I earned an MFA from Wayne State University in Detroit. I've published over a dozen short stories in various magazines and e-zines. My novel, "The Dragons of Hazlett", is now out, and I have two new novels which will be published by Mundania Press, LLC this year and in 2011.
Back when I was first beginning to write, I entered a short story contest sponsored by The Writer magazine. I paid the fee, mailed my story, and waited for my prize. Yes, I was just that green and that vain to think that my work would actually win. Needless to say, it didn't. The story, I now realize, was terrible in the way that only first stories can be; however, since that time, I've never entered another contest.
But I have been curious about them. Many times, after reading the bio of an author who has won a prize, I've wondered if I should enter a contest again. Certainly the credentials of winning a contest gives an author's credentials a boost. And in some instances, prize-winning entries are printed in anthologies.
Part of the problem with contests, however, is trying to find them. Usually, you run across information on a contest after the deadline has passed. Additionally, it is easy to get sucked into scams posing as competitions in which writers are pressured into buying an anthology of the contest's 'winners'. That's where Moira Allen's, Writing to Win: the Colossal Guide to Writing Contests enters in.
Generally, it is my philosophy to not pay for what you can get for free. That is why, in previous posts, I've recommended visiting online sources for market information as opposed to subscribing to a magazine or buying a book. However, I have yet to find an online compendium of writing contests that compares to the one compiled by Ms. Allen. Because its listing are organized by writing type (poetry, short fiction, nonfiction, books, scripts and screenplays) and also by deadline (so that the author knows when to submit her work), Writing to Win is easy to use. And, with over three-hundred pages of listings, the book is probably as close to comprehensive as any resource like this can be.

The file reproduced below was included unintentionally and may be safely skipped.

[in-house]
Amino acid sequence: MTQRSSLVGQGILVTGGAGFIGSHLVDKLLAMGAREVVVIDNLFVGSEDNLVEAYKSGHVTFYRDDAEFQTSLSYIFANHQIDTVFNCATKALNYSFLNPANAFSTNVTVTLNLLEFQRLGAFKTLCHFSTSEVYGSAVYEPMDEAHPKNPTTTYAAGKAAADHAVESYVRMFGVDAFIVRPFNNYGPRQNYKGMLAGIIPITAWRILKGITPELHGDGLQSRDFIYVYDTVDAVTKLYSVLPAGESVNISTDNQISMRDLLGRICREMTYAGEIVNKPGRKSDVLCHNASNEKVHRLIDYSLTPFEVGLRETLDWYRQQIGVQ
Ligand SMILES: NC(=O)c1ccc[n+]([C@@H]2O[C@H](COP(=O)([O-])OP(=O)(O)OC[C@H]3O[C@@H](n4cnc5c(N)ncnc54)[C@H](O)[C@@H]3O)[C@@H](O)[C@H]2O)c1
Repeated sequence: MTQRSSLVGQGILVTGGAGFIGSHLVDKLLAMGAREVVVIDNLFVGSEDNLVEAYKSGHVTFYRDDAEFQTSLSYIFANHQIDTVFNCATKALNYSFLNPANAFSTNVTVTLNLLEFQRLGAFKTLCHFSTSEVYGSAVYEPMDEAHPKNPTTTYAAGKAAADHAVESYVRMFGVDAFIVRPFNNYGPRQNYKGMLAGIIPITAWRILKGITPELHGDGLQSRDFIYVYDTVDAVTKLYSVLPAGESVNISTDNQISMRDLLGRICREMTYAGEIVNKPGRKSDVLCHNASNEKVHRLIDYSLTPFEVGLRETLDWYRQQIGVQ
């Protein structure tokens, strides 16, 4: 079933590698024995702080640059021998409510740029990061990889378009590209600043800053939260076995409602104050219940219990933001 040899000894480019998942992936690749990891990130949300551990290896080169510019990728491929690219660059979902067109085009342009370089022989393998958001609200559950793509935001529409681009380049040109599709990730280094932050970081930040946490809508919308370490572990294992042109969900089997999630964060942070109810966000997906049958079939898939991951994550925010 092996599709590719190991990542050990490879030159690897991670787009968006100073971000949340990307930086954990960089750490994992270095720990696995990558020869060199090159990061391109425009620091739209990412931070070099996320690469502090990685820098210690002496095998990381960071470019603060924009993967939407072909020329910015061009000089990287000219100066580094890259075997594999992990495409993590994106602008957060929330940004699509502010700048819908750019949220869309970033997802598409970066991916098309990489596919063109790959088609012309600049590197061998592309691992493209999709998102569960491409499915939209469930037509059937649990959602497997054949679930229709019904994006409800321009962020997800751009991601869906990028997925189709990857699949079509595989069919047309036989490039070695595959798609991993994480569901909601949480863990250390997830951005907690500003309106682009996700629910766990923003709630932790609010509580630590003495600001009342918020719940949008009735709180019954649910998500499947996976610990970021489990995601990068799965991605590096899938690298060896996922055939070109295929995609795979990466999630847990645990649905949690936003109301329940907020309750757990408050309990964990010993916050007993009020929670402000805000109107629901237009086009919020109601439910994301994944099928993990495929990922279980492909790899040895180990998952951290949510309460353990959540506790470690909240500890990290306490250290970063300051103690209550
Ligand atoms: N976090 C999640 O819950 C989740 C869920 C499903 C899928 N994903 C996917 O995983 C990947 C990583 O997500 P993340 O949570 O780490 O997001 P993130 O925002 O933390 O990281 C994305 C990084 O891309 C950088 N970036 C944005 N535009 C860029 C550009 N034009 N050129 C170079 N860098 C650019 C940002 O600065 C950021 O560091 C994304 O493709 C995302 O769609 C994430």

Writing to Win isn't just about listing contests; it offers plenty of good advice about how to prepare a story for submission as well pointers on how to determine whether a competition is legitimate or not. The book doesn't claim to offer writers a 100% guaranteed way to win (I wouldn't recommend it if it did!), but what it does do is shed some light on how contests work and how writers can best present their work. If you are at all interested in entering writing competitions, then I recommend this book.